Commissioner Cerullo stated that at probable cause the Commission should be considering evidence for each element of the violation, including evidence that it was knowing and willful, as defined in DiPrete. Vice Chair Cheit commented that knowing and willful is relevant at probable cause.  He stated that there should be reasonably trustworthy evidence that the violation was knowing and willful.  He reiterated that he does not believe that there is a due process problem with probable cause.

*Senior Staff Attorney D’Arezzo returned at 11:20 a.m.

Commissioner Harsch inquired if the Commission was in violation of the Open Meetings Act by conducting probable cause hearings in Executive Session.  Legal Counsel Alves advised that the Commission’s probable cause determination, statutorily, is part of its investigative powers and, therefore, is properly held in closed session.  Staff Attorney Gramitt concurred and also noted that, as a policy matter, it makes sense to hold the hearing in Executive Session given that it involves the presentation of raw investigative data prior any determination of probable cause.  In response to Commissioner Harsch, Legal Counsel Alves informed that there is no direct Rhode Island precedent on whether civil probable cause proceedings fall within the investigatory exemption to the Open Meetings Act.  Vice Chair Cheit stated his belief that other jurisdictions keep the process even more confidential. 

Investigator Cross provided a police officer’s perspective in stating that probable cause is more than mere suspicion and less than absolute proof.  He stated that, compared with the criminal grand jury, the Commission’s process is more open and fair.  Investigator Cross recognized the potential impact that an ethics investigation could have on a public official’s reputation and voiced his support for conducting probable cause hearings in closed sessions.

Legal Counsel Alves further noted that section 36-14-12(c)(6) provides that nothing in that section should be construed as authorizing the Commission to make any of its investigatory records public.  He questioned how the Commission could conduct a probable cause hearing involving such records in public.  Commissioner Harsch stated that he was satisfied with Legal Counsel Alves’ response and statutory authority.  Vice Chair Cheit concluded the discussion of probable cause and suggested that it be placed on the next meeting’s agenda to give those members not present an opportunity to comment.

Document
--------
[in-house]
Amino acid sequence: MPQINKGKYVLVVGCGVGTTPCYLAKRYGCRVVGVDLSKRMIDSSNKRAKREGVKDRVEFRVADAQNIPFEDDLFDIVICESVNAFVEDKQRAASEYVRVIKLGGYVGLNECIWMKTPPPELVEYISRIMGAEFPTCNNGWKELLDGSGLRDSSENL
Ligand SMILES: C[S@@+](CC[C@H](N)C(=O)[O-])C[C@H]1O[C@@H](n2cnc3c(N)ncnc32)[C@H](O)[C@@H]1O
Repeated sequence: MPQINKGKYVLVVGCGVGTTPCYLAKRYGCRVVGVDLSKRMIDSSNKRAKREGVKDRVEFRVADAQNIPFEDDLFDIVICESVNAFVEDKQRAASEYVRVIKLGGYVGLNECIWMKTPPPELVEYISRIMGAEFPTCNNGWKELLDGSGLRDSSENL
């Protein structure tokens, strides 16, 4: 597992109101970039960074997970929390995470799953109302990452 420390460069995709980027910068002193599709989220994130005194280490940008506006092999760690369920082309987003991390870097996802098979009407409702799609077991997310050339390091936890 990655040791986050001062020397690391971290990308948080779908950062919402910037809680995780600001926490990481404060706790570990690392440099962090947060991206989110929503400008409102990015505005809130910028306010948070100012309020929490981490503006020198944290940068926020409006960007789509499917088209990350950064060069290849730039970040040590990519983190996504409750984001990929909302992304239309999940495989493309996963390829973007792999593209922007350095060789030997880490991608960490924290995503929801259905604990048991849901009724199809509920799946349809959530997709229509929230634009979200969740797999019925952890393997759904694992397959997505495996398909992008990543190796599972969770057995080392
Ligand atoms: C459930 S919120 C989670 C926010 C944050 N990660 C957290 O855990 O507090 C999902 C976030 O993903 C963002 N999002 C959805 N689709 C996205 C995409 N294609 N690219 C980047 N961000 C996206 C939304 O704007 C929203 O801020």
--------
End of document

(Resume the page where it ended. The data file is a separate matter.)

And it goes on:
The next order of business was the Director’s Report.  Executive Director Willever

introduced Amy C. Stewart, who recently began her employ as a Staff Attorney.  Director Willever reported that there are fifteen complaints and eight advisory opinions pending.  Three formal APRA requests have been granted since the last meeting, and there is one appellate litigation matter pending. 

The next order of business was New Business.  Commissioner Cerullo indicated that she would like the union issue to be on the next meeting’s agenda.  Staff Attorney Gramitt inquired as to the Commission’s intent, noting that the issue might need to be noticed more broadly if it goes beyond the participation in union actions by public officials who are union members.  Vice Chair Cheit expressed his concern about having a rule that singles out unions.  He indicated that the issue is broader and also speaks to other relationships, such as with trade associations.  Commissioners Harsch and Cerullo concurred. 

At 11:33 a.m., upon motion made by Commissioner Butler and duly seconded by Commissioner Cerullo, it was unanimously

VOTED:   To adjourn.

Respectfully submitted,


J. William W. Harsch